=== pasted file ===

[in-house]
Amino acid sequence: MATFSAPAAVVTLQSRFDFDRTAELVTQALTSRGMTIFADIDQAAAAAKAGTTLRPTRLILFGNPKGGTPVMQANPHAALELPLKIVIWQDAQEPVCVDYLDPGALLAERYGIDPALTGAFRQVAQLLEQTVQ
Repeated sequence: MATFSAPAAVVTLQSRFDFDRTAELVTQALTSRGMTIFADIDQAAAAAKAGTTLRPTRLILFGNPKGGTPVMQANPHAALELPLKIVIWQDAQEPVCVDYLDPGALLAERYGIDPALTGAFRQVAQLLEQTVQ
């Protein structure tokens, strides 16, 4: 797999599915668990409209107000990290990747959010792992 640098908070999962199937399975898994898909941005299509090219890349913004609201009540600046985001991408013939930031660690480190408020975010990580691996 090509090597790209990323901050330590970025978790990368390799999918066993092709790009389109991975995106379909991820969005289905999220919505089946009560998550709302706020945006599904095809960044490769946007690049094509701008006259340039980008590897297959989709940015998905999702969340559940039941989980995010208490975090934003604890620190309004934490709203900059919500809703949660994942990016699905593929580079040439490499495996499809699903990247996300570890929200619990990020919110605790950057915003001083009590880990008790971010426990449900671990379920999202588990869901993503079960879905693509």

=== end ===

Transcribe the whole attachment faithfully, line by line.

[in-house]
Amino acid sequence: MATFSAPAAVVTLQSRFDFDRTAELVTQALTSRGMTIFADIDQAAAAAKAGTTLRPTRLILFGNPKGGTPVMQANPHAALELPLKIVIWQDAQEPVCVDYLDPGALLAERYGIDPALTGAFRQVAQLLEQTVQ
Repeated sequence: MATFSAPAAVVTLQSRFDFDRTAELVTQALTSRGMTIFADIDQAAAAAKAGTTLRPTRLILFGNPKGGTPVMQANPHAALELPLKIVIWQDAQEPVCVDYLDPGALLAERYGIDPALTGAFRQVAQLLEQTVQ
């Protein structure tokens, strides 16, 4: 797999599915668990409209107000990290990747959010792992 640098908070999962199937399975898994898909941005299509090219890349913004609201009540600046985001991408013939930031660690480190408020975010990580691996 090509090597790209990323901050330590970025978790990368390799999918066993092709790009389109991975995106379909991820969005289905999220919505089946009560998550709302706020945006599904095809960044490769946007690049094509701008006259340039980008590897297959989709940015998905999702969340559940039941989980995010208490975090934003604890620190309004934490709203900059919500809703949660994942990016699905593929580079040439490499495996499809699903990247996300570890929200619990990020919110605790950057915003001083009590880990008790971010426990449900671990379920999202588990869901993503079960879905693509």